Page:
It appears that a professor from the University of Virginia has figured out how to construct a freeze gun, similar to the one wielded by Batman‘s adversary, Mr. Freeze, in the 1997 movie Batman and Robin. According to Futurism, however, the professor’s discovery is not meant to be used to create a weapon. The goal of Patrick Hopkins, a professor in mechanical and aerospace engineering, is to develop on-demand surface cooling systems for electronics in spacecraft and high-altitude jets.
Researchers are building a freeze gun, not to live out their Mr. Freeze fantasy, but to provide cooling for spacecraft and jets.
In a statement regarding his research, Hopkins recognized the significant issue of electronics overheating in aircraft with no cooling solution. The U.S. Air Force has shown interest in Hopkin’s freeze ray concept, which could potentially be developed into a freeze gun. As a result, they have funded his ExSiTE Lab (Experiments and Simulations in Thermal Engineering) $750,000 over three years to further investigate and optimize this technology.
Hopkins’ lab will collaborate with Laser Thermal, a spinout company from the University of Virginia, to develop a prototype of this innovative device. The professor has assured that the mechanism will be used for benevolent purposes. This contrasts sharply with the villainous Mr. Freeze, who would undoubtedly harness such technology to amass a cache of deadly freeze guns.
In his statement, Hopkins clarified that electronics in military crafts closer to Earth can often rely on natural cooling methods. As an example, he cited the Navy’s use of ocean water as a part of its liquid cooling systems. Additionally, he explained that the density of the air near the ground assists in keeping aircraft components cool.
The freeze gun technology has millions of dollars of research behind it, but if it proves effective, it will become priceless.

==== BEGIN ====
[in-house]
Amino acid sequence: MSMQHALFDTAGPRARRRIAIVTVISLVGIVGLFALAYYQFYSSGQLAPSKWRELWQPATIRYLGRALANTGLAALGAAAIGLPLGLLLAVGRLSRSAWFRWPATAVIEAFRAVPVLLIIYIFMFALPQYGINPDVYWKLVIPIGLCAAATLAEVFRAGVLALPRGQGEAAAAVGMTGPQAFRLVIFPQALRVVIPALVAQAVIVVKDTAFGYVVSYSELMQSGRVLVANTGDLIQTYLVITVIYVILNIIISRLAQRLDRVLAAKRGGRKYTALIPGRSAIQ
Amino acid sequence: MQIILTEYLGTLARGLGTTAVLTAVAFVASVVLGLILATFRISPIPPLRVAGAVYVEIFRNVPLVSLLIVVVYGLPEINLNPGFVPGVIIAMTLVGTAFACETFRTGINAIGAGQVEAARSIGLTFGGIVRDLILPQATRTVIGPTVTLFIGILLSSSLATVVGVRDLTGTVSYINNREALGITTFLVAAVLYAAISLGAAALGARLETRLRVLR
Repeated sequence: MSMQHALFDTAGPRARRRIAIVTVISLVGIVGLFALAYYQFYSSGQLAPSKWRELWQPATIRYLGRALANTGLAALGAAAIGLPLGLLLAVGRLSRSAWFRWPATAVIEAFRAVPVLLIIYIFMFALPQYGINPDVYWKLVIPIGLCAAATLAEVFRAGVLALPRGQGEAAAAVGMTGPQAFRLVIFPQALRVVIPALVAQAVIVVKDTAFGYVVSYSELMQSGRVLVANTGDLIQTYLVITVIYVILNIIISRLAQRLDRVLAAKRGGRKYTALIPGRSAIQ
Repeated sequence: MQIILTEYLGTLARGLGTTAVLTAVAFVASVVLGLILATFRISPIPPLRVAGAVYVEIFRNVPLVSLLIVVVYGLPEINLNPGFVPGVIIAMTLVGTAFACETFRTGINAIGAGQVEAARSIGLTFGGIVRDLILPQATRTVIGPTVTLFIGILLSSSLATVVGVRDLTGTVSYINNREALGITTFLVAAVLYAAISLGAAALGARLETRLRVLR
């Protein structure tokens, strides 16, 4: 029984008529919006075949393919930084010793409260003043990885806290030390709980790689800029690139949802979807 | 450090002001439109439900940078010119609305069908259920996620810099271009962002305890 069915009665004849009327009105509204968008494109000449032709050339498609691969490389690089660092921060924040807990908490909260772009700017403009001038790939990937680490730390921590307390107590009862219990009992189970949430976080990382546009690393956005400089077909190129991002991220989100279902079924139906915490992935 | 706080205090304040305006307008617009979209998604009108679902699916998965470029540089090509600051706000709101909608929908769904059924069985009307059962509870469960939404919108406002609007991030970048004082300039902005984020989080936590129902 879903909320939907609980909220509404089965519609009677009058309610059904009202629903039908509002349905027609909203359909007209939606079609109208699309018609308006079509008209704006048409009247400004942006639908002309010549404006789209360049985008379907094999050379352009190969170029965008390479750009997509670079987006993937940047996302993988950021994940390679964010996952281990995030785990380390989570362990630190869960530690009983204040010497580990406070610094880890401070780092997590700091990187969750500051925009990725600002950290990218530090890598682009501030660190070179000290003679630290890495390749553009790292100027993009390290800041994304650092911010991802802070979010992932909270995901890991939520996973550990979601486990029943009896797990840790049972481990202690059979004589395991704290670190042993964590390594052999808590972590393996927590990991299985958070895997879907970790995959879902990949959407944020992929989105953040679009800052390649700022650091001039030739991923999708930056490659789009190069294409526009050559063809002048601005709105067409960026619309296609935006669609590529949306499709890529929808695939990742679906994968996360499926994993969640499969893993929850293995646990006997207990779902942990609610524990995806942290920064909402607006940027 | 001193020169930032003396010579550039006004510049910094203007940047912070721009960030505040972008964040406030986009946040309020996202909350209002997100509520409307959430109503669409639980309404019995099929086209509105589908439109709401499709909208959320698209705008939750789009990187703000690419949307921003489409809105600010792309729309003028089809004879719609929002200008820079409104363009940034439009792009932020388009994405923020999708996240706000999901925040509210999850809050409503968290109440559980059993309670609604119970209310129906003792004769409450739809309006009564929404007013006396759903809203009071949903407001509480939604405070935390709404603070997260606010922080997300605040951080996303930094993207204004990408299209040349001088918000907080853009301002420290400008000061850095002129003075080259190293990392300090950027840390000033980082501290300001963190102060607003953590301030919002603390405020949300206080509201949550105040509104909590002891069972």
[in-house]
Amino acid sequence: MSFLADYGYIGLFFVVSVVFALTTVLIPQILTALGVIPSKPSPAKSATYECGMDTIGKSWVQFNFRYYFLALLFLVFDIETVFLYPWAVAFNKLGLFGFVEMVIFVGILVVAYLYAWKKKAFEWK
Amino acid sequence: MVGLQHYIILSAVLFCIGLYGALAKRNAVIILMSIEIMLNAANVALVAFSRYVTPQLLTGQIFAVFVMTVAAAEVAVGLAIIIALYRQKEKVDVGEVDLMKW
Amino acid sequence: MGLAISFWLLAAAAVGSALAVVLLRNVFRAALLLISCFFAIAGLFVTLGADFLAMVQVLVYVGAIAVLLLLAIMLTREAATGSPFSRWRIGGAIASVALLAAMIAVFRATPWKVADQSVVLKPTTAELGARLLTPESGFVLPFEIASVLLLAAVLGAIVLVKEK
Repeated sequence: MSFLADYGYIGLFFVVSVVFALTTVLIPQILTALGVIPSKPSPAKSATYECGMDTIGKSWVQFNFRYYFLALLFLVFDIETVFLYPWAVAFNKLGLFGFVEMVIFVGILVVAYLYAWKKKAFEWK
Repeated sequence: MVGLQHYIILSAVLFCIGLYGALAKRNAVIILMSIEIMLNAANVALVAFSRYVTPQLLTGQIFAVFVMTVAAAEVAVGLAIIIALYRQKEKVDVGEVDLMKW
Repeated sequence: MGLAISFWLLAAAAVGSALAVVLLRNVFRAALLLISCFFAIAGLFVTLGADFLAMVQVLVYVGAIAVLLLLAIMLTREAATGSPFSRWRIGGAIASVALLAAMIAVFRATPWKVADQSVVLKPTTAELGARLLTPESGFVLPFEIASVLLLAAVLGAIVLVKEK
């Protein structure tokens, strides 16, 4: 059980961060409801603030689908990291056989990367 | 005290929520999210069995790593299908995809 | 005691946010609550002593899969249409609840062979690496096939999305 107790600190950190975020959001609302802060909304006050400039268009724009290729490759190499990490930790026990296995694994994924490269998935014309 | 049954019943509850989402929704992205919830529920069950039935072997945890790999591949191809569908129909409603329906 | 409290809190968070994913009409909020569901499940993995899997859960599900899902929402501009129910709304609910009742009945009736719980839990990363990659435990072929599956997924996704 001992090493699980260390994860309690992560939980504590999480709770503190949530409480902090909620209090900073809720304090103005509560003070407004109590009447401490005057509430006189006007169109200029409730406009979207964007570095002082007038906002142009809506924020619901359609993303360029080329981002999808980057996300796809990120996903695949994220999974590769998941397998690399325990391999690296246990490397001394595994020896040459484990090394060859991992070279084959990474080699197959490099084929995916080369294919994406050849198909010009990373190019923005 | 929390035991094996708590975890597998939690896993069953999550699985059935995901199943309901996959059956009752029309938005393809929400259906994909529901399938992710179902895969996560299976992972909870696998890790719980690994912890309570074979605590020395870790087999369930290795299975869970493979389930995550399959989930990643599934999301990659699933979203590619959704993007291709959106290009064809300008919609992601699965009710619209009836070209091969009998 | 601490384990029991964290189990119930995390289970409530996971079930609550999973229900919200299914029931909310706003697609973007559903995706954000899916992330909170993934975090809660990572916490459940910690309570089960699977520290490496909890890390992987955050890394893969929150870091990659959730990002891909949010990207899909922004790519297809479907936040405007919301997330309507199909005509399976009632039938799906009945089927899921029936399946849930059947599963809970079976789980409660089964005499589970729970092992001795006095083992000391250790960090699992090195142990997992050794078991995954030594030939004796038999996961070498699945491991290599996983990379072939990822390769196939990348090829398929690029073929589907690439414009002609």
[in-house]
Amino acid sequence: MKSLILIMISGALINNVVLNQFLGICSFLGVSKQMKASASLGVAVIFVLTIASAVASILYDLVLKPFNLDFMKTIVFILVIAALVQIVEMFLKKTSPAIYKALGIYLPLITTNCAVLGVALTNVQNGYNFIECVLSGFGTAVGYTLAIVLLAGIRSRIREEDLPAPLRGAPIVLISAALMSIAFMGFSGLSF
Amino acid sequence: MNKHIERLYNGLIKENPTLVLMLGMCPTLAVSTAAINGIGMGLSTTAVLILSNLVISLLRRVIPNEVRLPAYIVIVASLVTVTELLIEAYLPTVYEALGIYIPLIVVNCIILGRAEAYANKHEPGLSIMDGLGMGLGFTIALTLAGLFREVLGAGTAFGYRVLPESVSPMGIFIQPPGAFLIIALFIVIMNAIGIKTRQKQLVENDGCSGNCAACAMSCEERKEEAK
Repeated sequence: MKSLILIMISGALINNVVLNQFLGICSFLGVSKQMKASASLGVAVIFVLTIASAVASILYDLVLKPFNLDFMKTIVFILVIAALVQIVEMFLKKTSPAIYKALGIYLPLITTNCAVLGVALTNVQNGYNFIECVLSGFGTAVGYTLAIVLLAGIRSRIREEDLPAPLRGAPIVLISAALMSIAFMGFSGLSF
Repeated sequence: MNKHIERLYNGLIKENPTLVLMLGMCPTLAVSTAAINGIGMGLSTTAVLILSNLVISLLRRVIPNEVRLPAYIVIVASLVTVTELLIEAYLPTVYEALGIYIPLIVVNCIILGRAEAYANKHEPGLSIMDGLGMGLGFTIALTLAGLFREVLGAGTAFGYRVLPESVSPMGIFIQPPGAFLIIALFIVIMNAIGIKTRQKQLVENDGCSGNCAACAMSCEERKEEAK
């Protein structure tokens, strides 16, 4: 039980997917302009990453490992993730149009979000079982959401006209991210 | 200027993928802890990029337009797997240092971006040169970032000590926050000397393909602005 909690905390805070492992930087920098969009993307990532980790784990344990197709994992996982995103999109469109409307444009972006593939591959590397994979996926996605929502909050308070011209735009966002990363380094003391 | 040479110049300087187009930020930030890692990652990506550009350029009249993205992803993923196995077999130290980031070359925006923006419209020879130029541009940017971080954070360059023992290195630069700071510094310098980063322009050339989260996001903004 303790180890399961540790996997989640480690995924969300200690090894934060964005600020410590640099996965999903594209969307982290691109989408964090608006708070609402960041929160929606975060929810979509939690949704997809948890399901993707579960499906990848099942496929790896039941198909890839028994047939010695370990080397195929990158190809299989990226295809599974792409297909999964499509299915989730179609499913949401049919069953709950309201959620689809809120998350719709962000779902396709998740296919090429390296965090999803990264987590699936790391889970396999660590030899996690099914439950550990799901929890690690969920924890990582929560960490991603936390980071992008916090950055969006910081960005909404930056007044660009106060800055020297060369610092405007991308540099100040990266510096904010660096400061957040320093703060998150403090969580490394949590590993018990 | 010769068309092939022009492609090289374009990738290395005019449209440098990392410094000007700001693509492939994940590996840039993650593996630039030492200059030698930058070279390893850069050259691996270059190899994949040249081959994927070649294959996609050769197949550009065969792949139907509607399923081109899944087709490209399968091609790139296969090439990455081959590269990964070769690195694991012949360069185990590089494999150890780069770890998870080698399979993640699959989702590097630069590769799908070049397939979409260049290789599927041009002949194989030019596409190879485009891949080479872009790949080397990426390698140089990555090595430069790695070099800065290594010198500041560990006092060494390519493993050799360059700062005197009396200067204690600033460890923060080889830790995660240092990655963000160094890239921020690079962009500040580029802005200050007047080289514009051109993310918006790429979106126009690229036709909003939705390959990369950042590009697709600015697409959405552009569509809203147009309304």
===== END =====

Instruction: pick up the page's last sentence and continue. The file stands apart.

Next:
However, Hopkins pointed out that in the Air Force and Space Force realm, the environment is either the vacuum of space or the upper atmosphere, both of which lack sufficient air for cooling. He explained that this scenario leads to electronics continually overheating, and carrying a coolant payload isn’t viable due to weight constraints affecting efficiency. Hence, the application of his lightweight freeze-ray technology, capable of being turned into a freeze gun, could be a game-changer in such situations.
Electronics in the upper atmosphere, or even space, are prone to overheating, a problem that the freeze gun could solve by not relying on air flow for cooling.
In a recent article published in the journal ACS Nano, the team led by Hopkins described a prototype device that exploits an uncommon property of plasma, widely known as the “fourth state of matter.” Hopkins explained that a swiftly striking plasma jet, akin to a “laser beam” or a “lightning bolt,” could cool a surface before warming it up. In their previous tests, they found a purple plasma jet had the capability to cool a gold-plated surface prior to heating it, a baffling but repeatable result.
The research team has already discovered that surface temperatures can be reduced by several degrees within microseconds using this plasma jet, a change potentially substantial enough to have an impact in outer space or at very high altitudes. It will certainly be interesting to observe how Hopkins and his colleagues refine this technology in the coming three years. Let’s hope that such technology doesn’t end up in the hands of someone keen on manifesting Mr. Freeze’s destructive freeze gun from fiction to reality.